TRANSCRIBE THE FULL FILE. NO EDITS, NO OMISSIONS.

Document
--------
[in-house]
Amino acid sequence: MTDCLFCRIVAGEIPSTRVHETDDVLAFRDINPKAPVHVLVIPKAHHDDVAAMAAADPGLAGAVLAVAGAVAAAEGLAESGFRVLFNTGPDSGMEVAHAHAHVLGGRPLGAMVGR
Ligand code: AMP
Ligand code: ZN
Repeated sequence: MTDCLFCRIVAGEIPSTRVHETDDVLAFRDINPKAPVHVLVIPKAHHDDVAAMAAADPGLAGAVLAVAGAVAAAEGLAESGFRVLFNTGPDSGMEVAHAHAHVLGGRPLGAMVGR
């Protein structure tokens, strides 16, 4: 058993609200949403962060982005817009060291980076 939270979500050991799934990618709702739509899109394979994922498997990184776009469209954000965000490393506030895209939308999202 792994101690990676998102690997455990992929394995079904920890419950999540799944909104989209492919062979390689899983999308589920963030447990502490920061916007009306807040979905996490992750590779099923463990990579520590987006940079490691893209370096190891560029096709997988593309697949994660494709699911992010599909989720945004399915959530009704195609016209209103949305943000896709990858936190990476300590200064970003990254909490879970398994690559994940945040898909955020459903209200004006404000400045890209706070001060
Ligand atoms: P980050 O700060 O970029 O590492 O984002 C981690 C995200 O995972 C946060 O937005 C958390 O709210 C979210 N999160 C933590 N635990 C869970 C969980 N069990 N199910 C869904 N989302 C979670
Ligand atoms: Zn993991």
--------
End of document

[in-house]
Amino acid sequence: MTDCLFCRIVAGEIPSTRVHETDDVLAFRDINPKAPVHVLVIPKAHHDDVAAMAAADPGLAGAVLAVAGAVAAAEGLAESGFRVLFNTGPDSGMEVAHAHAHVLGGRPLGAMVGR
Ligand code: AMP
Ligand code: ZN
Repeated sequence: MTDCLFCRIVAGEIPSTRVHETDDVLAFRDINPKAPVHVLVIPKAHHDDVAAMAAADPGLAGAVLAVAGAVAAAEGLAESGFRVLFNTGPDSGMEVAHAHAHVLGGRPLGAMVGR
């Protein structure tokens, strides 16, 4: 058993609200949403962060982005817009060291980076 939270979500050991799934990618709702739509899109394979994922498997990184776009469209954000965000490393506030895209939308999202 792994101690990676998102690997455990992929394995079904920890419950999540799944909104989209492919062979390689899983999308589920963030447990502490920061916007009306807040979905996490992750590779099923463990990579520590987006940079490691893209370096190891560029096709997988593309697949994660494709699911992010599909989720945004399915959530009704195609016209209103949305943000896709990858936190990476300590200064970003990254909490879970398994690559994940945040898909955020459903209200004006404000400045890209706070001060
Ligand atoms: P980050 O700060 O970029 O590492 O984002 C981690 C995200 O995972 C946060 O937005 C958390 O709210 C979210 N999160 C933590 N635990 C869970 C969980 N069990 N199910 C869904 N989302 C979670
Ligand atoms: Zn993991």